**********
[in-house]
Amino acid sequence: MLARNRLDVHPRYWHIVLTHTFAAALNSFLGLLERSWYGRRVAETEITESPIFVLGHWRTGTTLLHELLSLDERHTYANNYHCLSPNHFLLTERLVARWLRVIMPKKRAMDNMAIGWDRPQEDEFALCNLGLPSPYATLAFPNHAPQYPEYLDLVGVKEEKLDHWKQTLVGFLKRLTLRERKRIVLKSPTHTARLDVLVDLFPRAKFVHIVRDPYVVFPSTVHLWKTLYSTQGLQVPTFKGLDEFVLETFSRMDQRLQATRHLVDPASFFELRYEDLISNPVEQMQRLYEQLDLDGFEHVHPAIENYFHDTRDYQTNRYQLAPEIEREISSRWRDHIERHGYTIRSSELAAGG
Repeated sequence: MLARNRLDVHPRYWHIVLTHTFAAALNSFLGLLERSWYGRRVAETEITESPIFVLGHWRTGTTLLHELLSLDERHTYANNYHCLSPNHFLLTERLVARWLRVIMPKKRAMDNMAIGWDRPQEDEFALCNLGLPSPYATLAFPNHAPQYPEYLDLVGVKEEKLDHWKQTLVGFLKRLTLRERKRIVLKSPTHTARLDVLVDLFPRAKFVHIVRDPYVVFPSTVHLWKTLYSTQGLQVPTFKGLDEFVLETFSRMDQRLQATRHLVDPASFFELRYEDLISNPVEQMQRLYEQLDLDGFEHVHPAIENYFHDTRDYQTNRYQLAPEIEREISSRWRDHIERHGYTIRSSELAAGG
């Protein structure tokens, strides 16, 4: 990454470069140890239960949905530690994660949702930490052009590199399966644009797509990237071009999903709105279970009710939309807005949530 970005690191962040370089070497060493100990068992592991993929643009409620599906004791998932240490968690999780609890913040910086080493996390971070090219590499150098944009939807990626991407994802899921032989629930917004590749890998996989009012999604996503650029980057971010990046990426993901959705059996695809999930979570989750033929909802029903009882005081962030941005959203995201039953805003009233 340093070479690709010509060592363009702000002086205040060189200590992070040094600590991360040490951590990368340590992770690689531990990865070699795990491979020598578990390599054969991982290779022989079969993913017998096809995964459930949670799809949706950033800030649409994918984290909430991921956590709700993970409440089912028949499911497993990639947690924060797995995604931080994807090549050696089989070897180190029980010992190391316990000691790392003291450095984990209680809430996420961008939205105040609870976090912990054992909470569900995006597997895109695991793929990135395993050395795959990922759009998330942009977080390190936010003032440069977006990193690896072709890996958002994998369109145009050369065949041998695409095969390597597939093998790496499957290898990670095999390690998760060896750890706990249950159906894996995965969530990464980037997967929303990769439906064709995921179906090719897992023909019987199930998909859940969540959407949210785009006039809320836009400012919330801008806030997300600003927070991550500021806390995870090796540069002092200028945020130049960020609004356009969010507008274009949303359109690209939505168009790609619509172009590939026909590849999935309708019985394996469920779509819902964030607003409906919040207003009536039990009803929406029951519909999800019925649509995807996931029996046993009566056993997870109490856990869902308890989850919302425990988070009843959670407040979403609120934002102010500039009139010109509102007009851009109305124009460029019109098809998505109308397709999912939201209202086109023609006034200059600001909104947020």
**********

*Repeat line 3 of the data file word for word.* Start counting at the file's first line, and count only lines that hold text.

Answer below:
Repeated sequence: MLARNRLDVHPRYWHIVLTHTFAAALNSFLGLLERSWYGRRVAETEITESPIFVLGHWRTGTTLLHELLSLDERHTYANNYHCLSPNHFLLTERLVARWLRVIMPKKRAMDNMAIGWDRPQEDEFALCNLGLPSPYATLAFPNHAPQYPEYLDLVGVKEEKLDHWKQTLVGFLKRLTLRERKRIVLKSPTHTARLDVLVDLFPRAKFVHIVRDPYVVFPSTVHLWKTLYSTQGLQVPTFKGLDEFVLETFSRMDQRLQATRHLVDPASFFELRYEDLISNPVEQMQRLYEQLDLDGFEHVHPAIENYFHDTRDYQTNRYQLAPEIEREISSRWRDHIERHGYTIRSSELAAGG